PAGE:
July 12-13th, 1866: A storm moved well off the coast of Louisiana. On the 11th at 28.5N 87.3W, a three-masted schooner was dismasted in heavy seas. Winds "blew hard" at New Orleans for a few hours on the evening of the 12th. Tides increased until daybreak the 13th. Damage was seen at the Timbalier Bay lighthouse. "Ugly, threatening weather" hit on the 12th. Three feet of water surrounded the tower.  Wave action knocked away two brick piers, as 24 hours of pounding surf broke against the lighthouse. The keeper became spooked by the combination of weather condition and loneliness, and "promptly resigned" (Cipra).

A new prison was opened in New Orleans on July 12, 1837. The three-story $200,000 structure was located on the square bounded by Orleans, Marais, St. Ann and Treme. The Bee news-paper printed the following report after inspecting the jail: “Tradition says, according to Frank Boatmer, who heard of it some years ago, that the parish prison, built in 1837, was called humorously, the ‘Mississippi Hotel.’ This was because so many Mississippians, who came to New Orleans to have a good time, found themselves in jail when they could not pay the debts incurred by their splurging. Some owed money to New Orleans merchants and were arrested for debts when they came.”  Imprisonment for debt was an accepted practice. On March 6, 1839, the Picayune newspaper had an editorial denouncing imprisonment for debt stating, “Our prison is crowded with debtors – the majority of them, it is fair to presume, honest debtors.” The editor stated he would continue the campaign against the monstrous evil. By the time of the Civil War, nearly all the constitutions of other states had abolished the imprisonment for debt. But, strange to say, it was not until Jan. 1, 1961, that imprisonment for debt was abolished legally in Louisiana. The last suit under the old code was fought as late as 1948. In the early morning of March 23, 1948, Juan Malamud from Buenos Aires, Argentina, was arrested in his room at the Roosevelt Hotel and taken to the parish prison where he was confined after the assurance of a writ under Article 209 of the Code of Practice. He was arrested upon complaint of a firm in New York city that alleged that he was indebted to them for the sum of $10,000, and to get out of jail he had to post a $15,000 bail. By Buddy Stall at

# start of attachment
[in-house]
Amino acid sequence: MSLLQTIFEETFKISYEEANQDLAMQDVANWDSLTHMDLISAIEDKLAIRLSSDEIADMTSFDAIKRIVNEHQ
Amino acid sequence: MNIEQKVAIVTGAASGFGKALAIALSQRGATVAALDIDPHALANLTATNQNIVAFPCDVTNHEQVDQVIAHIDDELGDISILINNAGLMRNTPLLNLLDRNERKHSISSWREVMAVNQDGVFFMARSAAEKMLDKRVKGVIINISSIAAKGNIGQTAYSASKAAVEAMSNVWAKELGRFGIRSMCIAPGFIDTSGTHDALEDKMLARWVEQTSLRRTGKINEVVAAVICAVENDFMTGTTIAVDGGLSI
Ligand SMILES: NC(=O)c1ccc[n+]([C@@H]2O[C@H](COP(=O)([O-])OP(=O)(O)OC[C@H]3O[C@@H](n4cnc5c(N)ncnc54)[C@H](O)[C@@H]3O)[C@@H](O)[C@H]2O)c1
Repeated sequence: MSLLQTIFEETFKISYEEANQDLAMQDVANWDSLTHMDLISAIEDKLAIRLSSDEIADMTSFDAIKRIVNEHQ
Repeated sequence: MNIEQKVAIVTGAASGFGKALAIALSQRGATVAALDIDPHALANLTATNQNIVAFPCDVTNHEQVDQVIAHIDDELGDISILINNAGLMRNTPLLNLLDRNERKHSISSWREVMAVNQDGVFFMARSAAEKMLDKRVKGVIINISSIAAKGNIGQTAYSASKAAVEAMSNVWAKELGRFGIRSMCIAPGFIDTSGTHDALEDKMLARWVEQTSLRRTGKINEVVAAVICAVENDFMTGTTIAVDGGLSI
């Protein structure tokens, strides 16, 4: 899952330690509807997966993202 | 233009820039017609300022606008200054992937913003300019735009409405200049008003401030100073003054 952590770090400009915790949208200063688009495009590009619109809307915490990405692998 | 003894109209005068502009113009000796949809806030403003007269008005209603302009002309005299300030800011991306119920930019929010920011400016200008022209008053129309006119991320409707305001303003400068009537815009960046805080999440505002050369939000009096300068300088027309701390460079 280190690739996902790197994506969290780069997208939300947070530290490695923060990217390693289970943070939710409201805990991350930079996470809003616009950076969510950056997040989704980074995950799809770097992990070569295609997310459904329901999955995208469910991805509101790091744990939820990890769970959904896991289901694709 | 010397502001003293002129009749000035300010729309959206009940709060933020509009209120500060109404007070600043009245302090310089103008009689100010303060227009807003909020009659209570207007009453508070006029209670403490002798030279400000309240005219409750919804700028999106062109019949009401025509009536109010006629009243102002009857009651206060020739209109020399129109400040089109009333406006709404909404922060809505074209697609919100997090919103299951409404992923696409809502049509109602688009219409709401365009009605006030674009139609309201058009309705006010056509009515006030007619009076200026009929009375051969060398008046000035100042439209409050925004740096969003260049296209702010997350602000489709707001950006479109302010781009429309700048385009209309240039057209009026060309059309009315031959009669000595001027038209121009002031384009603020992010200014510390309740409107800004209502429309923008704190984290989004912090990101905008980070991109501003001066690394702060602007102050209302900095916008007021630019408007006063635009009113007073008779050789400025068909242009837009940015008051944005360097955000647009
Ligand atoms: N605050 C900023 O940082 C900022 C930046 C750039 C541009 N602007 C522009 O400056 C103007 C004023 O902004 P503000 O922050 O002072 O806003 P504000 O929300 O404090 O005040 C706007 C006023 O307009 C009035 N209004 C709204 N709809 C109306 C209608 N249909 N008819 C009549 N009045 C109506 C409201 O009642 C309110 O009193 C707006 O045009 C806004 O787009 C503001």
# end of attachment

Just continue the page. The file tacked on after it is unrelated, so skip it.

Indenture agreement, July 12, 1809 -- WITNESSETH: That Lolo Bremont, free mulatto woman, fourteen or fifteen years of age, or thereabout, born at Mirebalais, Isle of San Domingo, heretofore in the employ of Marie Rose, (free colored woman) by virtue of an agreement entered into at the Mayorality, the seventh day of April, 1809, and at this time to make a new contract, and because of the relinquishment of the aforementioned Marie Rose on this date, of her claim on the time and services of the aforementioned Lolo Bremont, has hired herself anew, for a good and valid reason, and with the well wishes and sanction of the Mayor of New Orleans, in the capacity of apprentice, at the disposal of Mrs. Augustin, of this city, to the end that she might learn the trade of making fashionable articles, in which trade the said Mrs. Augustin is now engaged. She furthr agrees to reside without interruption near her employer during the space of four years, consecutively, from the date hereof, to obey the just orders of the said Mrs. Augustin, and not to quit her without good cause and unless expressly authorized.  And the Madame Augustin, in consideration of the foregoing, promises and obligates herself to teach to the said apprentice the said trade of making fashiionable articles and all else thereunto belonging, and further to supply her with good and sufficient food, lodging, clothing, washing, and the aid of the craft, in case of illness. (NOPL)

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Abreviations used on this site: NOPL (New Orleans Public Library), LOC (Library of Congress), LDL (Lousiana Digital Library), HNOC (Historic New Orleans Collection), WIKI (Wikipedia).